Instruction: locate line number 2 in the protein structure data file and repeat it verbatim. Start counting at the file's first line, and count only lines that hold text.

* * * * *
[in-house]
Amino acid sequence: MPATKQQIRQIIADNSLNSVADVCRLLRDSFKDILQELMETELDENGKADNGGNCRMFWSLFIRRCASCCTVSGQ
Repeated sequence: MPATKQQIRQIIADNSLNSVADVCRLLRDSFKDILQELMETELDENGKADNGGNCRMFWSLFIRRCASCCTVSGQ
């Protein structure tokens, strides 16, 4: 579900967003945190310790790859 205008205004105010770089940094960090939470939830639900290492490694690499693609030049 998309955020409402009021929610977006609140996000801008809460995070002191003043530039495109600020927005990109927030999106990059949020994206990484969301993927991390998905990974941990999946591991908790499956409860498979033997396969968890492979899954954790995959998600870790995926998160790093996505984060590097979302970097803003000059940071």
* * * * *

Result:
Amino acid sequence: MPATKQQIRQIIADNSLNSVADVCRLLRDSFKDILQELMETELDENGKADNGGNCRMFWSLFIRRCASCCTVSGQ